I think this moment is a visual metaphor. Atticus is anything but near-sighted when it comes to his ethics. For me, this moment parallels with a racist’s view of Black people.
THAT MOMENT REMEMBERED: A vicious looking dog isn’t always rabid, and a Black man isn’t always violent either. Like Atticus’ trial later, a Black man isn’t guilty on sight. Atticus needs evidence before judgement, whereas the racist community doesn’t need to know anything more than skin colour. They think if a Black man is on trial, he must be guilty of something. No one is willing to defend this man, except for Atticus. And no one else is willing to shoot that dog either. By shooting this rabid dog, Atticus accepts the responsibility and does what’s right.
Another way to look at this message is with a pit-bull. A lot of people assume they’re dangerous because of the stories they’ve heard, but not all pit-bulls are savage and dangerous. It depends on a variety of factors. The fact is some pit-bulls are as friendly as a fluffy poodle.
Other interpretations include Atticus removing his glasses to give the dog a fighting chance. I’m thinking he wanted to kill this dog, quick and painless. He doesn’t want to miss or startle the dog even more, urging it to attack someone else (including his children).
Another interpretations is the removal of his glasses symbolizes the peaceful side of Atticus. This option is more intriguing, like he’s Clark Kent or something hiding his Superman identity.
I’d like to think it shows the meager man can be a hero too. Even one’s who can’t keep their glasses atop their head.
Most of all, this moment hearkens back to what Atticus said about never killing a mockingbird (earlier in the film). They don’t steal food or ruin the crops. They just sing. Since there’s no reason to shoot–don’t. With the rabid dog, Atticus waits and makes sure there is a reason. This is something the racist community surrounding him does not do.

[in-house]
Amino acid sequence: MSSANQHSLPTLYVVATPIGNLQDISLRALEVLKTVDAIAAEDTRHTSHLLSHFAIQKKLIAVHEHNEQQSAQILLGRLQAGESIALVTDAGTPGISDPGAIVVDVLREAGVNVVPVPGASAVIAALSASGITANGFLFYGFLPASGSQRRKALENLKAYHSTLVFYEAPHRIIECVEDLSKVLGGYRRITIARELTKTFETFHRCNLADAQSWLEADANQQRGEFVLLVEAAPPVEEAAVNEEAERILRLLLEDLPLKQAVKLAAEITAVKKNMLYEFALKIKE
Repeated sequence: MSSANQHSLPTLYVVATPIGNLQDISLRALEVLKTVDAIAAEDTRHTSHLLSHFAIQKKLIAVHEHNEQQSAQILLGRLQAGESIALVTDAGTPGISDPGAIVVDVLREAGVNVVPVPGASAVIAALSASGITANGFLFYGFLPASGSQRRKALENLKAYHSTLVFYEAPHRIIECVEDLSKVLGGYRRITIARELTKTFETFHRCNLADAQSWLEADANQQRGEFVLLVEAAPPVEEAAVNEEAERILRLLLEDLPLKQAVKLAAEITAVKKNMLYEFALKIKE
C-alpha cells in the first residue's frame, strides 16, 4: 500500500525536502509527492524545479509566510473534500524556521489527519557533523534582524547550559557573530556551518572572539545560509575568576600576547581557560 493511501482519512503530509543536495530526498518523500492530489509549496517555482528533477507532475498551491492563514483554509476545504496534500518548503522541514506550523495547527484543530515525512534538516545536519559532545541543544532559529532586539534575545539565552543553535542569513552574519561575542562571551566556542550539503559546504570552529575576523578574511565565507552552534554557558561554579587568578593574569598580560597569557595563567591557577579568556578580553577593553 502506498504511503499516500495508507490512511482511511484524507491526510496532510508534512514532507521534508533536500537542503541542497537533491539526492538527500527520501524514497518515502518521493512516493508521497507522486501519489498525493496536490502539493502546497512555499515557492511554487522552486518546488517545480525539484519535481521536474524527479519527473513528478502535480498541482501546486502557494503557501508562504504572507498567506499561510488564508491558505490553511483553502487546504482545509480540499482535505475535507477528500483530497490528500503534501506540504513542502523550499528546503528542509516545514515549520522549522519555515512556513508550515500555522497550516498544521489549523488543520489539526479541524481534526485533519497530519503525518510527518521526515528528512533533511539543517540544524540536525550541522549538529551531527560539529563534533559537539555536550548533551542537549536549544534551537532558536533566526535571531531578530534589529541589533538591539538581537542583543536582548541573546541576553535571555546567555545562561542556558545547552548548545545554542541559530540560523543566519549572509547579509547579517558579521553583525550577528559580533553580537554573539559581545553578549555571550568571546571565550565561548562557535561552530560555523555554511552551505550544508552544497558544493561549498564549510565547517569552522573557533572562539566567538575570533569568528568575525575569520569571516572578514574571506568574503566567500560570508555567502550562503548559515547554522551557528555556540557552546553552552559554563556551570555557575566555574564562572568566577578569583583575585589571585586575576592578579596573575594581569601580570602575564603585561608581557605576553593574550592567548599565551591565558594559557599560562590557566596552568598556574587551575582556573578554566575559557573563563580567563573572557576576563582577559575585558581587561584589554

The movie’s title and this Moment go hand in hand. If the film was called To Shoot A Rabid Dog, I don’t think it would have the same resonance. That said, I think these moments share the same thematic message for a reason.
After all, this movie says real courage is defending the innocent when everyone else is certain of guilt. The children may have thought that their father was a hero when he saved them from the dog, but once they saw him at trial they saw what a real hero looked like. Without this subtle Moment with the dog, perhaps the trial wouldn’t have been so effective.
David’s Angle: This moment has always intrigued me, too. I’m really glad you decided to write about it. When I was younger, I too thought nothing of it. It’s just a guy shooting a dog to protect his family. But as you point out, there is a lot more going on here. I think the glasses are especially important. It’s a moment that requires consideration. Finch is not impulsive and he is looking carefully not only at the animal, but is actions and its implications. The more times I watch this, more impact this moment has. Well worth watching again.